Ovarian Cancer Drug AMG 386 Shows Promise With Move To Phase 3 Trials In Australia, Canada & Europe

A new drug (AMG 386) designed to arrest ovarian cancer cell growth by inhibiting blood vessel formation is being readied for a phase 3 trial in Australia, Canada and Europe.

AMG 386, a new drug designed to arrest ovarian cancer cell growth by inhibiting blood vessel formation, is being readied for a phase 3 trial in Australia, Canada and Europe.

The attendees at the Clinical Oncological Society of Australia Annual Scientific Meeting were told on November 10th that AMG 386 offers benefits over existing treatments, extending survival in advanced ovarian cancer patients with fewer side-effects.

AMG 386 is a first-in-class investigational “peptibody” (i.e., a combination of a peptide + an antibody) that is designed to block angiogenesis by inhibiting angiopoietin-1 and -2 (Ang1 & Ang2). Angiopoietins interact with the Tie2 receptor, which mediates vascular remodeling. Ang1 and Ang2 are thought to play opposing roles, and the maturation of blood vessels appears to be controlled by their precise balance.

Gary E. Richardson, M.D., Associate Professor of Medicine, Monash University, Victoria, Australia

Associate Professor of Medicine at Monash University, Gary Richardson, presented updated data from phase 2 clinical trials (first reported in June at the American Society of Clinical Oncology) showing that AMG 386 in combination with paclitaxel not only extends survival, but is well tolerated and reduces the risk of serious complications such as bowel perforation.

“Currently the prognosis for ovarian cancer patients is poor,” Professor Richardson said. “Over 75% of patients diagnosed with ovarian cancer present with advanced disease. Current treatments will cure only about a quarter of these patients.”

“The phase 2 trials show that AMG 386 combined with paclitaxel extends survival of heavily pre-treated patients by almost two thirds (4.6 to 7.2 months). In practical terms, this does not add significantly to survival time for terminal patients, but importantly indicates real potential as a first line treatment immediately following surgery.”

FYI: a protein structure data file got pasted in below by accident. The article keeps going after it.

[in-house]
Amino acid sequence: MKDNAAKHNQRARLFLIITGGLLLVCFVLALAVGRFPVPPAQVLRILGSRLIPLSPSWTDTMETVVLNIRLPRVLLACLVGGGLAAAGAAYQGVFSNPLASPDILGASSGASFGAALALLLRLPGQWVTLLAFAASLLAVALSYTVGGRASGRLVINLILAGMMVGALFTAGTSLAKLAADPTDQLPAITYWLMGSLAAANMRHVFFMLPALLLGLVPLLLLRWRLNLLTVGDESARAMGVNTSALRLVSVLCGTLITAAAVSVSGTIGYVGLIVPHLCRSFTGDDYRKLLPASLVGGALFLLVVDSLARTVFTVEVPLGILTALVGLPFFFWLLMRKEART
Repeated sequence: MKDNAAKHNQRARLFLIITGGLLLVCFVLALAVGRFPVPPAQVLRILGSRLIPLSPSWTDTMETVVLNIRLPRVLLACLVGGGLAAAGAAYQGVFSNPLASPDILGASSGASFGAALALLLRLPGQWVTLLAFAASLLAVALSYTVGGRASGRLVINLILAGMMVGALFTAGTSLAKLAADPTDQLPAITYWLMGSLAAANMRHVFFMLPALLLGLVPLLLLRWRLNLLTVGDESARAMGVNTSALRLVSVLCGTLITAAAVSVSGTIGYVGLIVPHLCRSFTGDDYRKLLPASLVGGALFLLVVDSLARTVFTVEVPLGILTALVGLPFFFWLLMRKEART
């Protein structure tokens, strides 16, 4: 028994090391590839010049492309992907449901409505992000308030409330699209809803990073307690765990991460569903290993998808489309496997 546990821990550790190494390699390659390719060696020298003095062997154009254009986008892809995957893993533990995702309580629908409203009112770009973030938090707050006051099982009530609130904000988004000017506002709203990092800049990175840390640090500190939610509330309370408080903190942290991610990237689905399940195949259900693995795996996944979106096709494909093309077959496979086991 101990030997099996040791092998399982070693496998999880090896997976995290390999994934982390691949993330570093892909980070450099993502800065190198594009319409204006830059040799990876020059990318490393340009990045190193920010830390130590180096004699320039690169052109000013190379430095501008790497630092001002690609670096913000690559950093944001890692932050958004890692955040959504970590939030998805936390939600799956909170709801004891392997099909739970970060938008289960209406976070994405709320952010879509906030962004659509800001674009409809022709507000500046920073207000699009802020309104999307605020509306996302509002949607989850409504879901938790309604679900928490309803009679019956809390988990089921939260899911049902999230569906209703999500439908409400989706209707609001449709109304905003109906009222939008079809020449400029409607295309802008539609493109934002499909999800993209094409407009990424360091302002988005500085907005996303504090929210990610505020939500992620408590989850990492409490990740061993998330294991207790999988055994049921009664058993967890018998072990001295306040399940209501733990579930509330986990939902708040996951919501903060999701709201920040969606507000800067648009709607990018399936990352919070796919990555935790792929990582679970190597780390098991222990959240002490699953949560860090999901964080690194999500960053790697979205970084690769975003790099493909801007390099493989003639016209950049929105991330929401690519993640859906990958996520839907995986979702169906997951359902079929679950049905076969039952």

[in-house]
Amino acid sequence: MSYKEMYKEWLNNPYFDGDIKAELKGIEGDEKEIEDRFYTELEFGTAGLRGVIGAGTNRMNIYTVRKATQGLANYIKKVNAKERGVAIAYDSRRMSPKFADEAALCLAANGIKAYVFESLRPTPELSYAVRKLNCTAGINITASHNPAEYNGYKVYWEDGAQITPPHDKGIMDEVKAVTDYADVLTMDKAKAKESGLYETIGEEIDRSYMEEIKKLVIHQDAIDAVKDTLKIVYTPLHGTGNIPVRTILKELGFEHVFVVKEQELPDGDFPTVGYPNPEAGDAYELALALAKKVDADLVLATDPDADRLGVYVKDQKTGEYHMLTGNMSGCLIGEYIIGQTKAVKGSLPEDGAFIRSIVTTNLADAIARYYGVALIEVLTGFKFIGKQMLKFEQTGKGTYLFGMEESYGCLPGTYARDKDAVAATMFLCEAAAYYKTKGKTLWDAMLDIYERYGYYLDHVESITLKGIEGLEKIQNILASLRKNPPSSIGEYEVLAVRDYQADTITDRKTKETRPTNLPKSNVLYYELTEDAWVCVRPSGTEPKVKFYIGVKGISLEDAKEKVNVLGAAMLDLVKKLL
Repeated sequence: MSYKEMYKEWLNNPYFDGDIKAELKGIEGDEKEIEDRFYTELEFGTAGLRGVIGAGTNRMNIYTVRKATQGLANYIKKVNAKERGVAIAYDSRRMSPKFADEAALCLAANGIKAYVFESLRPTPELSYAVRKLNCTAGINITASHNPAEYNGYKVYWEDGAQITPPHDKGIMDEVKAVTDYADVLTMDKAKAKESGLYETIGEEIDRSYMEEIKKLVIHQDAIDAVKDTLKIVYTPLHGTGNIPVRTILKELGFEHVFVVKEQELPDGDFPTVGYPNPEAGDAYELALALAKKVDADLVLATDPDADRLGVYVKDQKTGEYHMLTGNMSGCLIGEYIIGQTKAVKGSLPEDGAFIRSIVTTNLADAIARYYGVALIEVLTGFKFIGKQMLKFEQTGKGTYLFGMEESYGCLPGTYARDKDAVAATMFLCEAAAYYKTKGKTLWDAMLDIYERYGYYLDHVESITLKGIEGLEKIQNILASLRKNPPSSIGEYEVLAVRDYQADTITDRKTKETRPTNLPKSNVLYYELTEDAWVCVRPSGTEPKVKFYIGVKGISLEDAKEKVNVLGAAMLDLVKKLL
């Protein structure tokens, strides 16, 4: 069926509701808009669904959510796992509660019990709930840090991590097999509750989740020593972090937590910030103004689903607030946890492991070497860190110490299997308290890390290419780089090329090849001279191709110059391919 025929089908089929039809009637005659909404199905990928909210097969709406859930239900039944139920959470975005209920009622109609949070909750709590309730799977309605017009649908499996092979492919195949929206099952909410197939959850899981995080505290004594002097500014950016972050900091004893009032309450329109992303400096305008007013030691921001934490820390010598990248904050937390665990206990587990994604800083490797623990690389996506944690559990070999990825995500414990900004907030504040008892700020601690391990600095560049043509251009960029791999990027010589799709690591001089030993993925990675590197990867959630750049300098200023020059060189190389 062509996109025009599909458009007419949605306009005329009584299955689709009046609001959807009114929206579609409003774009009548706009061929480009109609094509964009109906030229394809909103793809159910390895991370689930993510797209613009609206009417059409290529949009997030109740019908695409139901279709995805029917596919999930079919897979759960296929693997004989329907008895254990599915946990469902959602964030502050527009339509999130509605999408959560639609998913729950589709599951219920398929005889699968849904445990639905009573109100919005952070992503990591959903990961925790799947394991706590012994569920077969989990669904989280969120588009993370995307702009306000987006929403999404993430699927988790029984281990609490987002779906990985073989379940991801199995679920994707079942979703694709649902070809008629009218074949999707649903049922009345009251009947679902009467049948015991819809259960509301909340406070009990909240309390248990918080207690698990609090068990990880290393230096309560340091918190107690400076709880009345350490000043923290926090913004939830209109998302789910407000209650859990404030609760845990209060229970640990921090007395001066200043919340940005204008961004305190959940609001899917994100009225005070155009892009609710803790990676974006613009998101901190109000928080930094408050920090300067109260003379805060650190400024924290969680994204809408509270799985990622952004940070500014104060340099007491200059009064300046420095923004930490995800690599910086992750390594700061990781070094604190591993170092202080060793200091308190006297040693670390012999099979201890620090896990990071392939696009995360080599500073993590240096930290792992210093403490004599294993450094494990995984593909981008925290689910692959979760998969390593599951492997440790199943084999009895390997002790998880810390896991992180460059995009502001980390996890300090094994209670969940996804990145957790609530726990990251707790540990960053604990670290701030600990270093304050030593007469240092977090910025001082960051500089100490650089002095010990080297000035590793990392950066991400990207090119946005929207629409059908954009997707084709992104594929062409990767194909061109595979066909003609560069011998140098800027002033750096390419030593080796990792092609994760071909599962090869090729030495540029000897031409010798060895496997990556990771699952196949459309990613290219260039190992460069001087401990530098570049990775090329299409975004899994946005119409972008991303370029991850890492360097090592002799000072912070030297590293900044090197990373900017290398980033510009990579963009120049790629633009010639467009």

Professor Richardson said the treatment worked by inhibiting angiogenesis, the process by which new blood vessels grow from existing blood vessels. “By starving the cancer cells of blood supply, they will die in greater numbers. This form of therapy is complementary to current chemotherapy treatment as it uses a different mechanism to target the cancer.”

Professor Richardson said the phase 3 trial would commence by the end of this year and involve more than 1,000 patients in Australia, Canada and western Europe.

Bruce Mann, M.D., President, Clinical Oncological Society of Australia

Clinical Oncological Society of Australia President, Professor Bruce Mann, said clinicians had been frustrated by the lack of progress in treatment for ovarian cancer. “We don’t want to get ahead of ourselves, but novel approaches like this have the potential to make a real difference in patient survival from this devastating disease.”

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